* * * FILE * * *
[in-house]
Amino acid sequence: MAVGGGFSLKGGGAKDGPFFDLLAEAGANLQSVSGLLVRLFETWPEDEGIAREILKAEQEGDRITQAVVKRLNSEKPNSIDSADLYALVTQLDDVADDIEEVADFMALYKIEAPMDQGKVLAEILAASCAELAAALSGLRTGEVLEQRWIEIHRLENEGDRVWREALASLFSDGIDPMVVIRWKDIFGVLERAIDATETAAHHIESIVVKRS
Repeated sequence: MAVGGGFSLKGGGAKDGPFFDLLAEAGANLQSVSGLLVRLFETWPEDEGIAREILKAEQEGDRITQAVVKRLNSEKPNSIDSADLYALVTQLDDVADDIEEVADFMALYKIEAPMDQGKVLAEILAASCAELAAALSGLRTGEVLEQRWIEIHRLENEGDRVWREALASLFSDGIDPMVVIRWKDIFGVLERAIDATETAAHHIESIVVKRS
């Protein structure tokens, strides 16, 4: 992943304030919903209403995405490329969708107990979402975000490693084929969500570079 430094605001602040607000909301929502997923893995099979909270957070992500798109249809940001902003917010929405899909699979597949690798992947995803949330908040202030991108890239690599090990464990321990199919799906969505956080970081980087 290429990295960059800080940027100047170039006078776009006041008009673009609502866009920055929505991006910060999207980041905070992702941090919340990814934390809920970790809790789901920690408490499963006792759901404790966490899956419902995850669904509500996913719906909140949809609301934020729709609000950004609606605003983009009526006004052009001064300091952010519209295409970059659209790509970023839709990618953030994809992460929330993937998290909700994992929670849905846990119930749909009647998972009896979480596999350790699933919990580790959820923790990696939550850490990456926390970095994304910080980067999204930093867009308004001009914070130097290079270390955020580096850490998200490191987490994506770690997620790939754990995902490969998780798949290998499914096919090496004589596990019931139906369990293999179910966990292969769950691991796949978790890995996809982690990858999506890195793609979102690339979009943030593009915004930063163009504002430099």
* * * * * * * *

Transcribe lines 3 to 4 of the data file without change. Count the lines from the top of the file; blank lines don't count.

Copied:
Repeated sequence: MAVGGGFSLKGGGAKDGPFFDLLAEAGANLQSVSGLLVRLFETWPEDEGIAREILKAEQEGDRITQAVVKRLNSEKPNSIDSADLYALVTQLDDVADDIEEVADFMALYKIEAPMDQGKVLAEILAASCAELAAALSGLRTGEVLEQRWIEIHRLENEGDRVWREALASLFSDGIDPMVVIRWKDIFGVLERAIDATETAAHHIESIVVKRS
């Protein structure tokens, strides 16, 4: 992943304030919903209403995405490329969708107990979402975000490693084929969500570079 430094605001602040607000909301929502997923893995099979909270957070992500798109249809940001902003917010929405899909699979597949690798992947995803949330908040202030991108890239690599090990464990321990199919799906969505956080970081980087 290429990295960059800080940027100047170039006078776009006041008009673009609502866009920055929505991006910060999207980041905070992702941090919340990814934390809920970790809790789901920690408490499963006792759901404790966490899956419902995850669904509500996913719906909140949809609301934020729709609000950004609606605003983009009526006004052009001064300091952010519209295409970059659209790509970023839709990618953030994809992460929330993937998290909700994992929670849905846990119930749909009647998972009896979480596999350790699933919990580790959820923790990696939550850490990456926390970095994304910080980067999204930093867009308004001009914070130097290079270390955020580096850490998200490191987490994506770690997620790939754990995902490969998780798949290998499914096919090496004589596990019931139906369990293999179910966990292969769950691991796949978790890995996809982690990858999506890195793609979102690339979009943030593009915004930063163009504002430099």